Waldingfield always has a strong winter squash crop. Durable, delicious, and remarkably varied, we look to have it available all fall and deep into each winter season.
Australian Butter: Big, beautiful, and bold! Aussies get a bad rap for their loutish behavior throughout the world, but this one has been nothing short of an angel for us. Very heavy, used as cannonballs when the iron ran out in the Solomon Islands in WWII.
Buttercup: Northern New England specialty that is attractive to everyone.
Cream of the Crop: White acorn. Need I say more?
Delicata: Unique long squash with vertical green stripes that has always been popular here.
Fordhook Acorn: Outstanding speed and versatility on this lad from the Midwest. Led the nation in number of children converted to squash eating, and many mothers are very appreciative.
Guatemala Blue Banana: “I see Blue…. He looks fabulous!” hey baby, did you think you wouldn’t get one reference the whole menu? C’mon dawg. Prize-winning heirloom seed from us to you.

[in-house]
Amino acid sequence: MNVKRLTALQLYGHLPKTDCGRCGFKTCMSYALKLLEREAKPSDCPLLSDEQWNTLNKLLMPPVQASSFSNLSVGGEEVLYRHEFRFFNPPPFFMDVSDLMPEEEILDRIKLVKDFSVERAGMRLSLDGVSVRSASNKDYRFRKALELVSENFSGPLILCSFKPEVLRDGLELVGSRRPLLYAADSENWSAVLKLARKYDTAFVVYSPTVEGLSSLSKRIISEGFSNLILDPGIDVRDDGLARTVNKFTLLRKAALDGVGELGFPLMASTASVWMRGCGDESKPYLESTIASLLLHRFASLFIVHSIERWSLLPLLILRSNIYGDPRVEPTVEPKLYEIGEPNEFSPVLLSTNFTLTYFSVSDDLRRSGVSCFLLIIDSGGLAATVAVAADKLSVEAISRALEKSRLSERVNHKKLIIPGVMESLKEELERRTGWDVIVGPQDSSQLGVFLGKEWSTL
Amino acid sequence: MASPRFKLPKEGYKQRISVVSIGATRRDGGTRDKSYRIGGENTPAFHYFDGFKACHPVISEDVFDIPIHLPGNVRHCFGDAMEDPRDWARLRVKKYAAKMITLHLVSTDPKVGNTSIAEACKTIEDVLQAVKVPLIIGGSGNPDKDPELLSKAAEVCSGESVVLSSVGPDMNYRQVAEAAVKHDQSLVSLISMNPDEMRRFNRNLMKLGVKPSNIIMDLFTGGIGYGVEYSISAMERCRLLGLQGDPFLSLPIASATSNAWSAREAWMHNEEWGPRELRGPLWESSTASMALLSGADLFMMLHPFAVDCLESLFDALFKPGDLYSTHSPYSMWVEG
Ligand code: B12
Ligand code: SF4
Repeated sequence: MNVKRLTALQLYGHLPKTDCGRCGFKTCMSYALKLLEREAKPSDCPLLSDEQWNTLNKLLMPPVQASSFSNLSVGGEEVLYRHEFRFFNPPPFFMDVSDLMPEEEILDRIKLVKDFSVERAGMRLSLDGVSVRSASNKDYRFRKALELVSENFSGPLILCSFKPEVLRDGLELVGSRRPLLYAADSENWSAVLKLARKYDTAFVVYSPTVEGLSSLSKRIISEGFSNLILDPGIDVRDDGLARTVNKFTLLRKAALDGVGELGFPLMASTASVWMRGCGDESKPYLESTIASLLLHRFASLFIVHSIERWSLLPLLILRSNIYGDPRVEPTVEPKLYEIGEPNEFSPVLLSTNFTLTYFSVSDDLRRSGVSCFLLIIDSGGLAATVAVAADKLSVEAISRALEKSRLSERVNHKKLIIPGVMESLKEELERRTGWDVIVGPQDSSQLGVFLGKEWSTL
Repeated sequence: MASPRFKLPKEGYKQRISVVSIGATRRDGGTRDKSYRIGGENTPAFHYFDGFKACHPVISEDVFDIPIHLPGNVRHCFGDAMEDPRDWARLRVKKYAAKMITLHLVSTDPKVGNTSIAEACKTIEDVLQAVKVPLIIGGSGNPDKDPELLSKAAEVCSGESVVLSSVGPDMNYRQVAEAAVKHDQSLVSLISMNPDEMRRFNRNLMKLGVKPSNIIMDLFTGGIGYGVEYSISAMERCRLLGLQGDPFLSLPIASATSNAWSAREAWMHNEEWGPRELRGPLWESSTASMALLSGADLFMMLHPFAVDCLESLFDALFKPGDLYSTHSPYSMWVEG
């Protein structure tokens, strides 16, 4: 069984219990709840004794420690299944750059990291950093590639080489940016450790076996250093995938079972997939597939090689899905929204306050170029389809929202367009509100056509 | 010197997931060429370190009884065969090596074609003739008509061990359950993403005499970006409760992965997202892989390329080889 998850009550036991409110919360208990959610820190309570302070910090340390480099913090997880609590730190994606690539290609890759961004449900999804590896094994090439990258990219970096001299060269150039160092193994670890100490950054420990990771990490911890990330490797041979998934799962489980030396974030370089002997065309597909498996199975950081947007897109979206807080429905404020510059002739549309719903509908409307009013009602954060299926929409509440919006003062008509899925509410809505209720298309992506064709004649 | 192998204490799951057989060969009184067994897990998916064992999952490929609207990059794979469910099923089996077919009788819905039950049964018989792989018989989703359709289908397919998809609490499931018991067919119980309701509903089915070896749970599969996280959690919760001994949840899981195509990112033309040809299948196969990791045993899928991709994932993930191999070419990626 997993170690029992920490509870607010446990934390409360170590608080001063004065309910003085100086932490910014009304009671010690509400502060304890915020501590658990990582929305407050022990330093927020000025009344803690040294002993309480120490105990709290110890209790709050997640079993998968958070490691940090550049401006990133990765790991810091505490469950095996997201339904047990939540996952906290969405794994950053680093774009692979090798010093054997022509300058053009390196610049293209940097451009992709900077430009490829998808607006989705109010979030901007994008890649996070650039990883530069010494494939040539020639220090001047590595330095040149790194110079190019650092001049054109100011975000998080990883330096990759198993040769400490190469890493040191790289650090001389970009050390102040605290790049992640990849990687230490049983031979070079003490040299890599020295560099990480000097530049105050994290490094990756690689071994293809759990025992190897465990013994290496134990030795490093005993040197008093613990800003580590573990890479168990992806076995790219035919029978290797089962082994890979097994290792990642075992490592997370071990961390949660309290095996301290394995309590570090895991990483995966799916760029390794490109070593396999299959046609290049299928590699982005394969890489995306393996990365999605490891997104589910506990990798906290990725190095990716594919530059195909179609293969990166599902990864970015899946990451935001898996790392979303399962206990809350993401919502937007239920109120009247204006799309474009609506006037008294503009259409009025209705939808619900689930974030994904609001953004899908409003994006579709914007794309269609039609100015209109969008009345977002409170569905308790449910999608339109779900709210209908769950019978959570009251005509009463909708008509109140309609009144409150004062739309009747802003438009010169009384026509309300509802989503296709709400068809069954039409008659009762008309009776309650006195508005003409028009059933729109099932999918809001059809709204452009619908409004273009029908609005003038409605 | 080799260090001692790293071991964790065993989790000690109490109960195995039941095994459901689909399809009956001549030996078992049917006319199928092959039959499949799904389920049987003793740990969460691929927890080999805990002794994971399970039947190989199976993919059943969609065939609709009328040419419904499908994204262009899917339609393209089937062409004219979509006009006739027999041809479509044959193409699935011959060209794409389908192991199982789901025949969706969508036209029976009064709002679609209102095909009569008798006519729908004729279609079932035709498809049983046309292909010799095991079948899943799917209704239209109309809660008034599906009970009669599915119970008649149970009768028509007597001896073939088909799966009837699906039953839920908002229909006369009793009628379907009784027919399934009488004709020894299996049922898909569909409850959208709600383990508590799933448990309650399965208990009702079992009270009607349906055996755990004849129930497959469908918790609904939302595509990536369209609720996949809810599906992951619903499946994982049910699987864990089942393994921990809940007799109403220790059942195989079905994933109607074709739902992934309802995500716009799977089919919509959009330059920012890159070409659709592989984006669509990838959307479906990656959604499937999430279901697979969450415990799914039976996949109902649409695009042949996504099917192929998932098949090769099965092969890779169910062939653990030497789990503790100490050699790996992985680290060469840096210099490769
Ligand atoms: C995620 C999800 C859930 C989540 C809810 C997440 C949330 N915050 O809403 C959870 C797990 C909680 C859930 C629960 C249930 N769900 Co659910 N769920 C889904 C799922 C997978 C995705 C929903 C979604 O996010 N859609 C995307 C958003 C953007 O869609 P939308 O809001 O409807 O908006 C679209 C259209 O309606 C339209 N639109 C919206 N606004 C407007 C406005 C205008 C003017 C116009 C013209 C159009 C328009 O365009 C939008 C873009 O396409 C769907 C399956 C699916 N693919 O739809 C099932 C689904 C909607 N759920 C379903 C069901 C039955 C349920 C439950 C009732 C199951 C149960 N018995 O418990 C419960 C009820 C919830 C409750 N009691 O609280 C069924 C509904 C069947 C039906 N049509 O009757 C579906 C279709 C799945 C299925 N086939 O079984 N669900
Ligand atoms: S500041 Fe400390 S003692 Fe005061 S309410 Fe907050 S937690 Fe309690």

Iran: We love our Muslim brothers and continue to support any efforts to spread peace and harmony throughout the world. These grow up to 25 lbs.
Kikuza: big-time heirloom seed from San Francisco where he set numerous records in the Pacific Coast League. Kikuza has made a smooth transition to the fields of Waldingfield and has even taught us some Japanese.
Queensland Blue: “Nice accent. New Jersey?” Some people are a little slow in recognizing the intense flavors and texture of this Aussie native, but we often seek out the cold, huddled masses to shelter and nurse back to health.
Sweet Dumpling: Small, round fruits that are good for single-serving with something inside.
Blue Hubbard: Escaped from Mother Hubbard’s cupboard and into the waiting arms of Waldingfield.
Tennessee Sweet Potato: Very old winter squash variety dating back to 1837 and new to Waldingfield Farm this year.
Tuffy: Silly name, but sweet taste will make converts of all doubting thomases. Black acorn type.
Turks Turban: What’s an organic farm without a little controversy? Others wanted Turk to remove his turban, but the leadership of Waldingfield Farm adamantly said no. We do not want anyone to have to do anything against their will. Besides, he’s the most colorful winter squash we got.